HomeArtsCarmel High’s talented instrumentalists play their way to the top

Carmel High’s talented instrumentalists play their way to the top

Published April 2, 2024

BY SARA EYJOLFSDOTTIR

From playing as first chair trombone in the California All-State Ensemble to being commissioned for cello performances across Monterey Peninsula, talented CHS instrumentalists play at the top of their fields both inside and outside of school, with potential careers in music on the horizon for many.

Consisting of both orchestra and band, the CHS music program encompasses a variety of different programs and classes. With committed instrumentalists having the opportunity to participate in classes such as Concert Band and Jazz Workshop as well as take part in a variety of extracurricular programs including Pep Band, CHS musicians have the ability to pursue their passions at the top levels.

Junior Lillian Mendez plays in the CCS string orchestra earlier this year. (courtesy of LILLIAN MENDEZ)

“Their commitment doesn’t extend to me, it extends to each other,” says CHS music teacher Brian Handley, who oversees almost all of the various instrumental pursuits available to students at Carmel High. “They’re like members of a team, and the commitment of time to music depends on how many things they’re involved in.”

Developing the skills they need to be successful through the school music program, many of CHS’ most talented music students expand their pursuits outside of school. Among those performing at the top of their musical field is junior David Elyoussoufi, who plays for Youth Music Monterey, a local youth orchestra, while also being active in solo and chamber performances as well as competitions, from the local to state level.

“Seeing progress helped inspire me to continue,” says Elyoussoufi, who hopes to pursue music in college, ideally through a double major. “It’s something I want to keep pursuing even if it doesn’t pan out to be a career.”

As one of the top trombone players in Monterey County, senior Isabella Davi has proven her musical prowess both inside and outside of school. Earning the position of first chair trombone in the California All-State Band, requiring a grueling audition process, Davi is a member of a brass ensemble that performs for nonprofit organizations such as Christmas in the Adobes and the Tor House Foundation. The varsity athlete has hopes of pursuing music after graduation, whether that be as a double major in college or as a hobby with friends.

A talented trombone player with hopes of pursuing music after graduation, senior Isabella Davi plays in the CCS Honor Band this fall. (courtesy of ISABELLA DAVI)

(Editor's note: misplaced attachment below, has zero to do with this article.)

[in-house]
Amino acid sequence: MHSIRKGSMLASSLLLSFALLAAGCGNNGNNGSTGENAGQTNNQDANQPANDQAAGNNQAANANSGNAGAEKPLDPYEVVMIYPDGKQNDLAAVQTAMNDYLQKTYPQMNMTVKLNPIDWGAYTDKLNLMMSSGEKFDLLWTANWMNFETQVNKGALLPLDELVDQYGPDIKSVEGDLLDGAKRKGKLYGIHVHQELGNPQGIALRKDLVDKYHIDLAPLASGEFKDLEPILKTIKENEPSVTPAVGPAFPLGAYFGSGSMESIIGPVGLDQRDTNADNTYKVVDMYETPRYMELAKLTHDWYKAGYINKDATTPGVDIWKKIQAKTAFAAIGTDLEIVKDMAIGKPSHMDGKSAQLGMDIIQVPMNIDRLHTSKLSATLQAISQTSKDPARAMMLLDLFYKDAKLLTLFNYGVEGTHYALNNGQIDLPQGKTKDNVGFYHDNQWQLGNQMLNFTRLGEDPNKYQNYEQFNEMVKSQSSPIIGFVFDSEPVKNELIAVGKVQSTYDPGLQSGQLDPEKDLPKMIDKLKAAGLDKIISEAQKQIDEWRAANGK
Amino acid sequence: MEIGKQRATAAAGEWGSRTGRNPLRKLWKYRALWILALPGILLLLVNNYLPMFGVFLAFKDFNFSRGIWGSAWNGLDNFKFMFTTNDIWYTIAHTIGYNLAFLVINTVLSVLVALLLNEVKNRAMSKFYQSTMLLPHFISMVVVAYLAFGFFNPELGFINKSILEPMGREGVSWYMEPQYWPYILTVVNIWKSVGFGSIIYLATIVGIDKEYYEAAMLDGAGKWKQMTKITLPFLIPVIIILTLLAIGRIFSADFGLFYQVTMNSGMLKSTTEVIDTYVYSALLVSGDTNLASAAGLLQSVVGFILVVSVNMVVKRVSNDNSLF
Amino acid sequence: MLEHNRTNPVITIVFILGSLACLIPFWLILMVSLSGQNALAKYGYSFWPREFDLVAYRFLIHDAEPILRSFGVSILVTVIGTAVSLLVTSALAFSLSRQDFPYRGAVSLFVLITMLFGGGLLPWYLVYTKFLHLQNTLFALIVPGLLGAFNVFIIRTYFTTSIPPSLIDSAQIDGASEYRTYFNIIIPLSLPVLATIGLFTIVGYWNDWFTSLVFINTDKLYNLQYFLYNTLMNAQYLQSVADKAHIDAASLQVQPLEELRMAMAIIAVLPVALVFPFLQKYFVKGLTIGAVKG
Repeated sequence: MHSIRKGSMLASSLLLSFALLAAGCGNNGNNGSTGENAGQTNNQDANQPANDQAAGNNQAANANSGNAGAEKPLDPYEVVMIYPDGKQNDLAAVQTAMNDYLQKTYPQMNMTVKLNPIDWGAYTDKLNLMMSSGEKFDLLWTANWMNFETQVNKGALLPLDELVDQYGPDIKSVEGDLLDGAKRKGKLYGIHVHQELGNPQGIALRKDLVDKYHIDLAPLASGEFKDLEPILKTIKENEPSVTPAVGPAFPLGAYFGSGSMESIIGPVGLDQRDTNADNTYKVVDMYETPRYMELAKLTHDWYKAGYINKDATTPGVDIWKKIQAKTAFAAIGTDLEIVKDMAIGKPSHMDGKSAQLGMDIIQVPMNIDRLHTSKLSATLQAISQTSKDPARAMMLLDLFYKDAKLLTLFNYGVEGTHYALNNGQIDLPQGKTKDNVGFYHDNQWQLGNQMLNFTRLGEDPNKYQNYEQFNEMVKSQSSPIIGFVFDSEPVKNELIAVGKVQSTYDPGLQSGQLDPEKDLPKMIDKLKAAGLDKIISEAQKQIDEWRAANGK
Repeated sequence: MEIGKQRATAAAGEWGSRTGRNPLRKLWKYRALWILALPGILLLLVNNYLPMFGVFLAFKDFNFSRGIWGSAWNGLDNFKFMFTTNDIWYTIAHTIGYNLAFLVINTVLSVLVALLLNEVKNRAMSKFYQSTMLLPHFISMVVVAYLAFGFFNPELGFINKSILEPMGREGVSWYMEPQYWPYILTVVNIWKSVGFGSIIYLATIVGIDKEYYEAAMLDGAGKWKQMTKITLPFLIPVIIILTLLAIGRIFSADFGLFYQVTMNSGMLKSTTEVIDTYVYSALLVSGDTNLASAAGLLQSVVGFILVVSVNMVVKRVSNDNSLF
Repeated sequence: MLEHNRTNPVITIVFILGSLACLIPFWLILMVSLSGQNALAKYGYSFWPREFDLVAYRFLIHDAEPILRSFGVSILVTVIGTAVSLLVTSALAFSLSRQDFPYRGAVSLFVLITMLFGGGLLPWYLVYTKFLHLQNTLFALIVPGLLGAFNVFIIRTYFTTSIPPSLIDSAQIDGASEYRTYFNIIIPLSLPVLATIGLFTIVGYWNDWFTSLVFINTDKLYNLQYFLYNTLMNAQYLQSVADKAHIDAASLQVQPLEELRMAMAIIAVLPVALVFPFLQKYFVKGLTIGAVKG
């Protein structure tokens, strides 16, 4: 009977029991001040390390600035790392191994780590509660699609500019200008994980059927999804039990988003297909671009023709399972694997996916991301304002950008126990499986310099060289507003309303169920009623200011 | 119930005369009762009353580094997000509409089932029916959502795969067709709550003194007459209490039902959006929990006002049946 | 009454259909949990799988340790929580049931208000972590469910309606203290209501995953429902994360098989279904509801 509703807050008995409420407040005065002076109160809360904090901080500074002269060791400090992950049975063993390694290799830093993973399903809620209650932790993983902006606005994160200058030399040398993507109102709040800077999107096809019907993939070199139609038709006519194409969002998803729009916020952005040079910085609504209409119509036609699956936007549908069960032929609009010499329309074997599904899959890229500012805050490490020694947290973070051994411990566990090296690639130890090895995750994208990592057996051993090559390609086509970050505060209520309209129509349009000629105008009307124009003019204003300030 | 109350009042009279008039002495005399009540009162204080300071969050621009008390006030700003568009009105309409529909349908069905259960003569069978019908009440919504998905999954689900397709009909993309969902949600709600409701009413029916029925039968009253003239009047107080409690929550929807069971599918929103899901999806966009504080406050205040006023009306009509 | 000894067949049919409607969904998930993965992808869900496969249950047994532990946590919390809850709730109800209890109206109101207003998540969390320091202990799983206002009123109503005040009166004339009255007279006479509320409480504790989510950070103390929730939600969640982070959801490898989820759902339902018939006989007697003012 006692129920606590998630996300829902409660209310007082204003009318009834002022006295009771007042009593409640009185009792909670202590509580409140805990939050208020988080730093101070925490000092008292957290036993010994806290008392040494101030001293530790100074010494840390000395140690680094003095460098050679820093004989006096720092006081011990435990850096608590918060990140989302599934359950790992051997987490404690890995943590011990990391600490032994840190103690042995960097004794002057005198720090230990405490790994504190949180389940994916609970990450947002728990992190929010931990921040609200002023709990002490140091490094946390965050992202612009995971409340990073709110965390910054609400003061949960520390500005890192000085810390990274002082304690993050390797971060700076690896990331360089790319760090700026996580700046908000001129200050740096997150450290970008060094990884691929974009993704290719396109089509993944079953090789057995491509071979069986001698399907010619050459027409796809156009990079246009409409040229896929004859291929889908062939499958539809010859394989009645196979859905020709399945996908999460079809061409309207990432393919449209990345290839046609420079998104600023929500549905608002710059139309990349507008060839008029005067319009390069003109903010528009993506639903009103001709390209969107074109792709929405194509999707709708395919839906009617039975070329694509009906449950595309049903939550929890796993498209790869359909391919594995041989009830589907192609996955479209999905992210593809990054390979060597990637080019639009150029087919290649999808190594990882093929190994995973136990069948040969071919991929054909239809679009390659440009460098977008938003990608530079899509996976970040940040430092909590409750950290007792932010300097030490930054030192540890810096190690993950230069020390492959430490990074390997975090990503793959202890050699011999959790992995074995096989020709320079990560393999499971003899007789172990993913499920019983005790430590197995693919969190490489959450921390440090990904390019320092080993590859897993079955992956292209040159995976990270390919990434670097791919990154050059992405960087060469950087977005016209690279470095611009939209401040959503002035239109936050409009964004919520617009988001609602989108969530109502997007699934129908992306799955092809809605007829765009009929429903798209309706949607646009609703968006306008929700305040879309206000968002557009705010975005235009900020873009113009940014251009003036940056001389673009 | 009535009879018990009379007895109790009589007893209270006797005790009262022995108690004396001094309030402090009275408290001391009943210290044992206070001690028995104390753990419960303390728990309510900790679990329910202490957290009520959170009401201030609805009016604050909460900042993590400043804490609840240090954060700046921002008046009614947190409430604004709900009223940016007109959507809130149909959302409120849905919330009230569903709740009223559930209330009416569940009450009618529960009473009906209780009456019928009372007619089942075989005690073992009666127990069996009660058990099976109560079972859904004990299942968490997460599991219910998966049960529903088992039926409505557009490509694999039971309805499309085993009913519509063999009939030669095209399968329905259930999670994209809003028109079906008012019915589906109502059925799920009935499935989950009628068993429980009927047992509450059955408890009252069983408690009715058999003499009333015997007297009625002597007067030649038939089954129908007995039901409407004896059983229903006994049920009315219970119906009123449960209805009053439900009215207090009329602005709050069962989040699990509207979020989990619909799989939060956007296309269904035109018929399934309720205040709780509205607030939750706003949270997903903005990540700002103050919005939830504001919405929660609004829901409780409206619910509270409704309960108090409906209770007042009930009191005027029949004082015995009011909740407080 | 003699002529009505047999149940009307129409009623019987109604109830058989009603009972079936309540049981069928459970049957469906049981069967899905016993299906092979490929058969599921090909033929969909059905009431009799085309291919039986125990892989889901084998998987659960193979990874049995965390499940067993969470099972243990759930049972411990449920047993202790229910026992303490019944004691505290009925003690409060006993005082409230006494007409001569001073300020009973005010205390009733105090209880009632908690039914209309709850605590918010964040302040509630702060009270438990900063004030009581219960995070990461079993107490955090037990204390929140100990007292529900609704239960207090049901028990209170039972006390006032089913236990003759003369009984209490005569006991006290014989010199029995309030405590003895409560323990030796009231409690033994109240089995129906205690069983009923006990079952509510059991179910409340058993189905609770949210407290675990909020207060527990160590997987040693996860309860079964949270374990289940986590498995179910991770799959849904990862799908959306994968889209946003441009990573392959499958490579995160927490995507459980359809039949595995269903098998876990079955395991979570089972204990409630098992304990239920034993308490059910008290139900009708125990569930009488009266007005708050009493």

Also hoping to pursue music throughout college and beyond is junior Lillian Mendez, a talented and multi-faceted musician.

“After I graduate I plan on majoring in music performance and continuing musical theater in some way,” says the orchestra vice president, who hopes to become an orchestra conductor, perform in professional orchestras and act in theater and film. “Anything in the performing arts I can worm myself into I plan to do.”

From her first introduction to the cello in fourth grade, Mendez has pursued any available outlet for her musical talents, from playing cello in YMM to participating in the Monterey Jazz Festival. One of her primary musical pursuits takes the form of the professional cello duet she created alongside fellow cello player senior Olivia Bartle, known as Rose Cello Duo. Created in early 2023, the talented cello players are commissioned to perform at a variety of events, including one of their most recent performances at a wedding in January as well as the opening of the Schumann HeartHouse center, the first homeless shelter in Monterey.

Another standout in the CHS orchestra program, Bartle is a five-year member of YMM and was one of the first CHS musicians to make it into the California Orchestra Directors Association’s Honor String Orchestra, performing at Stanford this past December. 

Senior Olivia Bartle (left) and Emily Kim (right) were among the first cello players to be accepted into the California Orchestra Directors Association’s honors string orchestra this December. (photo by MARGARITA BARTLE)

“Now, I think more students will be auditioning for CODA,” says the orchestra music student council president, “after seeing that kids from their school made it into the program and previously thinking it was unattainable.”

The talent within the CHS music program is in no way limited to the upperclassmen, with a number of freshmen demonstrating a large amount of potential. The only other CHS student to be accepted into CODA this year was freshman Emily Kim, the first chair violin player for YMM. As a principal for the orchestra, Kim leads the violin section, whether that be physically through cues or by writing notes on the music, the long-time musician says. 

Yet another high performing CHS musician is senior Giada Scattini, who has been playing clarinet for 13 years along with the saxophone and bass clarinet. As a member of Pep Band, Jazz Band, Concert Band and Pit Orchestra, the instrumental group that plays for school musicals, Scattini hopes to major in music education with the eventual goal of becoming a music educator. 

“Music is the one way we can all connect as humans,” says Scattini, who volunteers at youth orchestras across Monterey County to teach children about music, “no matter where we come from or the languages we speak.”

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